But what about automobiles? A car is an asset, but most don’t appreciate in value. The end result of most automobile transactions is a used-up car, not an appreciating asset. For people who are just starting to get their financial life on track, the financial reality is that most big-ticket necessities (like automobiles and home appliances) will probably require financing. But just like your saving needs to progress upward over time, your borrowing should track downward. However, even as their incomes increase, many people also proportionally increase their debt. Why? Because they can afford the payments, and don’t have an understanding of the “opportunity cost” of their debt (see the article on opportunity cost).
Embrace insurance – and get the right kind. Insurance is so pervasive in our financial universe that many people do not consider it part of their wealth accumulation plans; rather, it is considered a regular monthly expense, like groceries and utilities. But if you intend to accumulate assets, insurance is the most financially efficient way to secure and preserve those assets. It makes no sense to invest time and effort on wealth accumulation then neglect taking steps to protect the fruits of your hard work.
Some types of insurance, like auto and homeowners, are virtually mandatory; either the lender or the state requires the coverage. But don’t assume that what is required is all you need. If you are paying the premiums, the insurance should protect your interests as well as the bank or the government.
Your ability to earn an income and create wealth is arguably your most important asset. Considering the importance of your human capital, one of the smartest things you can do when you are starting out is to insure yourself by securing disability and life insurance coverage.
According to a Social Security Administration Fact Sheet from January 31, 2007, three in 10 workers entering the work force today will become disabled before retiring. While Social Security provides a minimum level of disability income insurance, under most circumstances, SSA benefits will most likely not be sufficient to preserve your wealth. Especially if you are engaged in a professional occupation (with potentially high long-term earning potential), you should consider personal disability income replacement insurance.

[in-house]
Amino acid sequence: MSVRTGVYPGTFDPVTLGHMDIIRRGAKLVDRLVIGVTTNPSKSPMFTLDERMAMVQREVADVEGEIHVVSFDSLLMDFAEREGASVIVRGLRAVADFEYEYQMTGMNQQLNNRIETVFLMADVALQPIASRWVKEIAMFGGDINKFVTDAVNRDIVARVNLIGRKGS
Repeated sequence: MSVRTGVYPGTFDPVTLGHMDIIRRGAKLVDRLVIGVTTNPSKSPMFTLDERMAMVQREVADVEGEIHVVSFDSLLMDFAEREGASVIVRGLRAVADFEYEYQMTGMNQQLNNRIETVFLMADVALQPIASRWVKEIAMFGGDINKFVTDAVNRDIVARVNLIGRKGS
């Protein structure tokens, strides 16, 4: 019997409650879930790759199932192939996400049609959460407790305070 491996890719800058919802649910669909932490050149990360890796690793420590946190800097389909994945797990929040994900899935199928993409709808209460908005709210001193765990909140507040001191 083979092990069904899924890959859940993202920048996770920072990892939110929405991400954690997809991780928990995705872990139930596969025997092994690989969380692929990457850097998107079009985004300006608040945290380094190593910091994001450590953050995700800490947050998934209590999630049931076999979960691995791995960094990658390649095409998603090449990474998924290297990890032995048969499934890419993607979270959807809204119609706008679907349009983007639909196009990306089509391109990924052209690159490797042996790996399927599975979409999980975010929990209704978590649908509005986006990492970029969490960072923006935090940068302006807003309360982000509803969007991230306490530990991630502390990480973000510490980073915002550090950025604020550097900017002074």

Likewise, many individuals “just starting out” would be well-served by obtaining at least $1 million in 20- or 30-year term life insurance with conversion privileges. If you are young and reasonably healthy, the premiums will never be lower, and the underwriting will never be more favorable. Buying life insurance now not only provides immediate protection to those dependent on your earning capacity, it also ensures you will have the option of using life insurance later – in various forms – to further enhance or protect your financial assets. Waiting to buy life and disability insurance until you are sure you need it is a dangerous game; you have no guarantee that you will be healthy enough to qualify for the insurance when you realize how much you need it.
Are there other “basics” to consider when you’re just starting out? Maybe. Among the items most likely to be recommended, some financial commentators might push for establishing a will and trust. (It’s a valid concern – especially if you have assets and children.) Others might emphasize starting contributions to a retirement plan as early as possible to take advantage of compounding over a long time period. (This idea is really an offshoot of saving first, and a specific item to consider when determining your long-term wealth accumulation strategies.) But honestly, if you do a good job with the actions listed above, your “start” will be better than the lifetime financial results of many Americans.
The very best thing you can do? Get started today. If you were to ask people you know who have achieved a degree of financial success and stability, almost all of them will say, “I wish I knew then what I know now…and I wish I had started sooner.”
By the way… while you are ultimately responsible for getting started and establishing a sound financial life, it doesn’t need to be a do-it-yourself project. The financial service industry exists to provide products and services to make your financial objectives possible. If you want to keep good records, save first, build a cash reserve, borrow prudently, get the right insurance and develop long-term accumulation programs, this is the place to go for assistance. Ask some of those friends who’ve already made financial progress to refer you to their financial, tax and legal professionals and get the benefit of expert knowledge and experience.
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*(Disclaimer: we do not offer professional tax or legal advice. Please consult your legal or tax expert for advice on your particular situation.)